Photo: Akhilesh Sharma/Unsplash

What is the issue with resits?

In the last November GCSE resits, just under 61,000 students sat maths after previously falling short of a good pass (Grade 4). Of those, about 14,000 (less than a quarter) reached that mark second time around.

That leaves a very significant number still without a ‘good pass’ in GCSE maths.

This does not mean that they are unable to get a Grade 4 or that their teachers have failed them.

But it does show that the resit system could be substantially improved.

One way in which that could be done is by using Artificial Intelligence for formative assessment from the outset of any resit course.

Source: JCQ

What added difficulties do resit students and their teachers face?

While I was with the Centre for Education & Youth, we and Warwick University looked at the post-16 cohort involved in resitting GCSE maths in Further Education, and found that the deck is stacked against learners doing resits.

There are two particularly important factors at play here.

The impact of learning environment and motivation on resits

Firstly, these students, who frequently need additional support (many are eligible for Free School Meals, face language barriers, or have SEND), are further hindered by the disruption of moving to a new learning environment.

Secondly, they may lack the motivation to continue with a subject where they have already been deemed “failures”.

Both these factors become heightened if a student, who may only need help in one or two specific areas, has to revisit topics they already understand instead of those they really need to focus on.

Can not knowing students' strengths and weaknesses hamper teachers?

For teachers tasked with helping these students get the right grade, the situation is similarly constrained.

A study showed that the FE sector is struggling to recruit and retain appropriately qualified staff.

When FE maths teachers enter the classroom at the beginning of the new academic year, they will be greeted by maybe 30 new faces, each with their own preferences, knowledge gaps and motivations.

Given that disadvantaged and students with SEND make up a disproportionately high number of resit entries – 39% of this group as opposed to representing 26% of total students – and that those with SEND are around 40% less likely to get a ‘good pass’ in maths, teachers will also have to adapt their teaching to meet the needs of these students.

This is more difficult for the less experienced.  

The prospects for greater funding to improve this situation anytime soon appear slim.

Can Adaptive Assessment aid students and teachers involved in resits?

However, there is hope that new technology, in particular Artificial Intelligence, will give educators more “bang for their buck” in terms of impact.

The CfEY’s research found that teachers believe technology could be a key aid for understanding their students’ needs and therefore improve learning outcomes.

In the last year there has been a massive shift in the accessibility and use of tools which can process information with minimal direction, including establishing the baseline of where students are at.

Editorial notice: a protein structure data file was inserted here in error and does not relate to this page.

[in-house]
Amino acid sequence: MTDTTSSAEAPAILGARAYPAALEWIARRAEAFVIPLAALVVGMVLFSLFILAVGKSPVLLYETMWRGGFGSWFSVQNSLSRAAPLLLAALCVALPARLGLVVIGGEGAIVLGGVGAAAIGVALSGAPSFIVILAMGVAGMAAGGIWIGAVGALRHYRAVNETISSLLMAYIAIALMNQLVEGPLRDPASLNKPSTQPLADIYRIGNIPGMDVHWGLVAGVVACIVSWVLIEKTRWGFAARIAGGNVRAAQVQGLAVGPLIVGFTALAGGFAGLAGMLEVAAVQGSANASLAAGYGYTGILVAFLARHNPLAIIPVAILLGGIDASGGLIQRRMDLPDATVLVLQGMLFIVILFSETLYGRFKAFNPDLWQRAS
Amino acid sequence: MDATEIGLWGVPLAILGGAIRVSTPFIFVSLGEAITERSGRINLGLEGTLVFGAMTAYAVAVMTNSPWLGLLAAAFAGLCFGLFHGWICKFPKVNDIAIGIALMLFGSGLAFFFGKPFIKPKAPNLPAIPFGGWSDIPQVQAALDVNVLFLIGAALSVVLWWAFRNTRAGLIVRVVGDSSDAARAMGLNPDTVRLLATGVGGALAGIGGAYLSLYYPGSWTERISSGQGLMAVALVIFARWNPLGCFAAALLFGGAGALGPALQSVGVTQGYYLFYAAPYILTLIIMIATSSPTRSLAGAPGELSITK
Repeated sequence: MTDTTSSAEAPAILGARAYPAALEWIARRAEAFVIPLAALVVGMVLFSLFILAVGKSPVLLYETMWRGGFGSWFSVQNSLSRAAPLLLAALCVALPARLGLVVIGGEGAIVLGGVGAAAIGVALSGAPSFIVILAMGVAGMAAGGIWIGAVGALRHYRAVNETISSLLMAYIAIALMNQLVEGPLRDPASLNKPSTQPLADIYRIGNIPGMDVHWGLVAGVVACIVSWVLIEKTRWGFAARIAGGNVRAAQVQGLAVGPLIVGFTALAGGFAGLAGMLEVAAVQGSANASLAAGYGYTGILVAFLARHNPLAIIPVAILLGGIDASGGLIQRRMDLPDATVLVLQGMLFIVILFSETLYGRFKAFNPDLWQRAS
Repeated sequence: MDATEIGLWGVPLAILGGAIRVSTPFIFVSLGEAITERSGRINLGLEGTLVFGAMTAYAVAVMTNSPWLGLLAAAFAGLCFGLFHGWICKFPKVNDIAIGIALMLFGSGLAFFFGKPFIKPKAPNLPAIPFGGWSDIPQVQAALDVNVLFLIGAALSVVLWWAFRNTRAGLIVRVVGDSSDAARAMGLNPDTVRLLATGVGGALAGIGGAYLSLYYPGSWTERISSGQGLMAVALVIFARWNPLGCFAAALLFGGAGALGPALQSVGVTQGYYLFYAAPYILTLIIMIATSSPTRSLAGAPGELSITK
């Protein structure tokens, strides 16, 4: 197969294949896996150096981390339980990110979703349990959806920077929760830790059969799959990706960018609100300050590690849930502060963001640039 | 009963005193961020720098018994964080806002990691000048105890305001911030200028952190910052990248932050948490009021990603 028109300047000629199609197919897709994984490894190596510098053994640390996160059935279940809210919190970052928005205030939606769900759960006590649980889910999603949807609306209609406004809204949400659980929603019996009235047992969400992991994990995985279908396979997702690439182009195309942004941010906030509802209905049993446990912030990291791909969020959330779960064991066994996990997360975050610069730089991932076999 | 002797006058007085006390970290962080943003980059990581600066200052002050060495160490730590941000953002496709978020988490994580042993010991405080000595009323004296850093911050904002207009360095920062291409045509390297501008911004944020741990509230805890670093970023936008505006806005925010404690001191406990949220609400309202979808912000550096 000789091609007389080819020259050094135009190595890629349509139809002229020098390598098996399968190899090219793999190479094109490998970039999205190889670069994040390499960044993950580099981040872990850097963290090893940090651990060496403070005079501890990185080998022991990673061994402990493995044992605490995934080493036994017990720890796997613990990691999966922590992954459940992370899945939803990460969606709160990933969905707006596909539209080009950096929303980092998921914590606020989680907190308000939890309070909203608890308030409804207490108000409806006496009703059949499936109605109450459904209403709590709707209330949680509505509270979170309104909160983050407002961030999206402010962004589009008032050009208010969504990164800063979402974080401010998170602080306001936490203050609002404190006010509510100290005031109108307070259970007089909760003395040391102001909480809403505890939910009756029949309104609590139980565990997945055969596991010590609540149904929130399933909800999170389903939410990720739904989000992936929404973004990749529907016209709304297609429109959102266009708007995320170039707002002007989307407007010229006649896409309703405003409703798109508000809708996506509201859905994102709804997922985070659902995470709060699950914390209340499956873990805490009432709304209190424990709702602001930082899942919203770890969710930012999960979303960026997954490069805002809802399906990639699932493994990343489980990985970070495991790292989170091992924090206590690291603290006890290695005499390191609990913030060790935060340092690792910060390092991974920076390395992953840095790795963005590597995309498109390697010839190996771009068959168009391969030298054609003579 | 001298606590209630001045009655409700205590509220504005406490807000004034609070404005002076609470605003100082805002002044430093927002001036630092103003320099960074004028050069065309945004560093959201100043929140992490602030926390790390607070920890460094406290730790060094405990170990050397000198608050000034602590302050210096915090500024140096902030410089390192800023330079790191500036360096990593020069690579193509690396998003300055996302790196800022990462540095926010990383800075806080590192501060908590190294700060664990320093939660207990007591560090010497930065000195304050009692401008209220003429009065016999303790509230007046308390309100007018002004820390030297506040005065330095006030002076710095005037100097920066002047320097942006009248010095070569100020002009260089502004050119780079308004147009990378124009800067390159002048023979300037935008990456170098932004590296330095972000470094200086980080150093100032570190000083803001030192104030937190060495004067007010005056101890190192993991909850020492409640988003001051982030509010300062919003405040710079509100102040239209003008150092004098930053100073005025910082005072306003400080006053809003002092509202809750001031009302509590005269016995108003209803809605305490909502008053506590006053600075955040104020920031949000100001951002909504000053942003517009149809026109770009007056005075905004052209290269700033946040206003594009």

Adaptive assessment could be used to overcome the “resit” issue and be a huge boon to busy educators.

How does Adaptive Assessment work?

The way this works is that students sit a digital assessment which begins with a random selection of mid-difficulty questions across the range of topics within a given subject.

The student’s responses allow the AI to make an initial assessment of their proficiency.

From there the difficulty of the questions are set in relation to that estimate so that they are challenging but not too difficult.

That challenge level is constantly being reassessed based on the student's responses to previous questions.

At the end of the assessment, the teacher will have a solid idea of the student’s ability level, and their knowledge gaps clearly identified.

How do teachers use Adaptive Assessment results?

The teacher can then set about devising a learning plan that clearly focuses on the areas where the student needs it, rather than a scatter gun approach.

However, it is important to note that while technology can support good teaching, it cannot replace it.

We must never forget that teachers are the ones who implement educational strategies and interventions.

For this to be done effectively, there needs to be consistent Continuing Professional Development support, including for assessment for learning.

This was something the FE teachers we spoke to said  they struggled to access.

Teachers need support to get the best out of Adaptive Assessment

AI can help them, as long as they are given good support through CPD to understand how to use a strategy or intervention effectively.

Most importantly, AI must be shown to be a tool to support, not replace them.

Bart Crisp is an expert in teacher professional development, school development and literacy.

As part of AQi’s work, we are inviting people from a wide range of viewpoints to engage with us on a wide range of topics. We welcome alternative views to help stimulate discussion and ideas. The views of external contributors do not necessarily represent the views of AQi or AQA.

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